Best Regions to Visit In Puerto Rico
Puerto Rico, small as it is, is officially divided into several regions.
Metro San Juan
This is where the majority of Puerto Rican visitors come and spend time. This is Puerto Rico’s cultural center, with its cobblestoned streets and 15th-century architecture. It is the place for exquisite dining and shopping, and it has the most exciting Puerto Rican nightlife and art exhibits. Visitors can see important sites such as the two largest Spanish fortresses in the Caribbeans, the El Morro, and San Cristóbal.
Old San Juan is not lacking bars. Piso Viejo has live entertainment and salsa classes. For beer aficionados, El Tap has 46 different taps.
Dance through the night at the La Factoria, named one of the World’s 50 Best Bars. It is also the only Latin American bar nominated for the TOTC Spirited Award, TW50BB, and James Beard Award in 2018. Their cocktails are lethal.
East Coast (Porta Antillas)
Puerto Rico’s east coast is named Porta Antillas. This is an area filled with breathtaking beaches for the entire family or secluded beachfront nooks for visitors looking for romance. There are plenty of uncrowded beaches made for fantastic snorkeling and diving.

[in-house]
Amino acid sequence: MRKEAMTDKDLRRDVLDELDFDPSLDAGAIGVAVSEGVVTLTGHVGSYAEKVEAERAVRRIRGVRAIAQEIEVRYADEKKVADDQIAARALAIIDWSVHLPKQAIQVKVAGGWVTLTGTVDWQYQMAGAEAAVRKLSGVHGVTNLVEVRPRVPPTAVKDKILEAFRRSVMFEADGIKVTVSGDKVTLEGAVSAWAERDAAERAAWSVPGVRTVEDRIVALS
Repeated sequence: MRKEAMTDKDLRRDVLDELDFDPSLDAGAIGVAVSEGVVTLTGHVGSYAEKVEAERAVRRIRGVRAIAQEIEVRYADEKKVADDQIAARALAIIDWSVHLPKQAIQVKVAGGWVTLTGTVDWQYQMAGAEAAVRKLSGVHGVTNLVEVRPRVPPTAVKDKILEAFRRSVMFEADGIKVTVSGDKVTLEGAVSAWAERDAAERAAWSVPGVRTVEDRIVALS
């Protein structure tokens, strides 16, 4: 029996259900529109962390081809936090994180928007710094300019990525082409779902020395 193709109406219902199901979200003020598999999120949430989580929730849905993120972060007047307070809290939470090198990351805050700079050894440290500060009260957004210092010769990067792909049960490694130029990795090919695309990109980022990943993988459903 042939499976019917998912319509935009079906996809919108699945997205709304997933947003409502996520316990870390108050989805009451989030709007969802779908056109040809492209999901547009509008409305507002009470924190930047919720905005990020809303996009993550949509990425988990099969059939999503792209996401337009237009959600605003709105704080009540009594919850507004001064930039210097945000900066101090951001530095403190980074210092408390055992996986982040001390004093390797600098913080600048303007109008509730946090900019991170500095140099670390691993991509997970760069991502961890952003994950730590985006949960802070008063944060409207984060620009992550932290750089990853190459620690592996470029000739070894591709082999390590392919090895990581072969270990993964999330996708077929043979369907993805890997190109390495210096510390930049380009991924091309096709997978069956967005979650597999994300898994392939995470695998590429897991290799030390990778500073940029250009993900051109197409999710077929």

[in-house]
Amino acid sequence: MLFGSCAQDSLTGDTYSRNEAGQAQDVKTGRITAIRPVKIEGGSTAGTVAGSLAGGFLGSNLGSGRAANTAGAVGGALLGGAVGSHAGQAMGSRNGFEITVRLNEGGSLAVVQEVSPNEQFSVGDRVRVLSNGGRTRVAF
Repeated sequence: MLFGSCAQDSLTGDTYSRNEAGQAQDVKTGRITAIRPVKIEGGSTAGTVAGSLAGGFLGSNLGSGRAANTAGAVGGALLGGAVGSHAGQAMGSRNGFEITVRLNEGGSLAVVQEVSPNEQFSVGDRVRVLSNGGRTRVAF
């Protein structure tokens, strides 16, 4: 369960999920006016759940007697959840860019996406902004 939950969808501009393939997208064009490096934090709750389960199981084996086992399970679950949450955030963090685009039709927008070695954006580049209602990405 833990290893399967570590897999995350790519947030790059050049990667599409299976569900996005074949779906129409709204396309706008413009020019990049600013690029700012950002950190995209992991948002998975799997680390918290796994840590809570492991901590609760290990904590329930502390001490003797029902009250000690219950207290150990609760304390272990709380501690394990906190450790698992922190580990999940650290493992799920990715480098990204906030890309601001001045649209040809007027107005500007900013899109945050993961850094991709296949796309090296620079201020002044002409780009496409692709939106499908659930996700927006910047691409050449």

South Coast (Porto Caribe)
Porta Caribe, on the south end of the island, has the only beaches on the Caribbean side. Here, the waves are calm and warm. The natural attractions of the Porto Caribe include Ponce, the island’s second-largest city with a number of museums, and the Hacienda Buena Vista, which offers various horse riding tours through the area (including the beach). Children seven years old or older can request the Pony Tour. Also in Porta Caribe is the Castillo Serralles, a museum of the Serralles family that produced rum and offers a step back in time. The house, with its original furniture and artwork, has a grand view of Ponce. Tours are from one hour to one and a half hours.